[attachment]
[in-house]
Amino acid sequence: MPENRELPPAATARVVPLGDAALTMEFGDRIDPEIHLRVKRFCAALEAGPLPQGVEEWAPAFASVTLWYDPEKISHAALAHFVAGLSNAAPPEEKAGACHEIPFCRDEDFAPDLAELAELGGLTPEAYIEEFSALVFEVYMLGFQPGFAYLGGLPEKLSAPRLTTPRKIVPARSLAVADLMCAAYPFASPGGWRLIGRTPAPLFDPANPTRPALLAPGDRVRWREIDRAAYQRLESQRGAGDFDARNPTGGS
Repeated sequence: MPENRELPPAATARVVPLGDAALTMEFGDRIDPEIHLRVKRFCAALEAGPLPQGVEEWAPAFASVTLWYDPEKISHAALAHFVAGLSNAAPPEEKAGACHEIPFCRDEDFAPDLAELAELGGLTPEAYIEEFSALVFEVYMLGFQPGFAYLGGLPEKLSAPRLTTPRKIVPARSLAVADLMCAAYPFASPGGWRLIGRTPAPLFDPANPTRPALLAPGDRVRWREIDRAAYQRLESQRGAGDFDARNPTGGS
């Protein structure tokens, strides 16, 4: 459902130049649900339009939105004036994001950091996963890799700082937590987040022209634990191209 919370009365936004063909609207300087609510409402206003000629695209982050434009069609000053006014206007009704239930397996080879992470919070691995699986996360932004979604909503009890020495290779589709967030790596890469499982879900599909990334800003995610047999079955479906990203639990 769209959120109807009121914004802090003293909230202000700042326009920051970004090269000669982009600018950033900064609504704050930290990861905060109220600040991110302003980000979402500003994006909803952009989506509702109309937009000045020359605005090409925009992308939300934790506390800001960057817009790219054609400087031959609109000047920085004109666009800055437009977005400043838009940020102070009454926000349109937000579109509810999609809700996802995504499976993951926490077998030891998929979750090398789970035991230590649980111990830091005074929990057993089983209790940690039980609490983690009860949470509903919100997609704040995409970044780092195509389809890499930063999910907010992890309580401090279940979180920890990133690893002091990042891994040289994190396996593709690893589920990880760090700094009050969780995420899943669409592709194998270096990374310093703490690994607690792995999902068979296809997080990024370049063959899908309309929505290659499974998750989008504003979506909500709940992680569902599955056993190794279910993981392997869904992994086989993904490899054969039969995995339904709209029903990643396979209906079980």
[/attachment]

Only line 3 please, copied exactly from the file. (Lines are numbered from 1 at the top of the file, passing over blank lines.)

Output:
Repeated sequence: MPENRELPPAATARVVPLGDAALTMEFGDRIDPEIHLRVKRFCAALEAGPLPQGVEEWAPAFASVTLWYDPEKISHAALAHFVAGLSNAAPPEEKAGACHEIPFCRDEDFAPDLAELAELGGLTPEAYIEEFSALVFEVYMLGFQPGFAYLGGLPEKLSAPRLTTPRKIVPARSLAVADLMCAAYPFASPGGWRLIGRTPAPLFDPANPTRPALLAPGDRVRWREIDRAAYQRLESQRGAGDFDARNPTGGS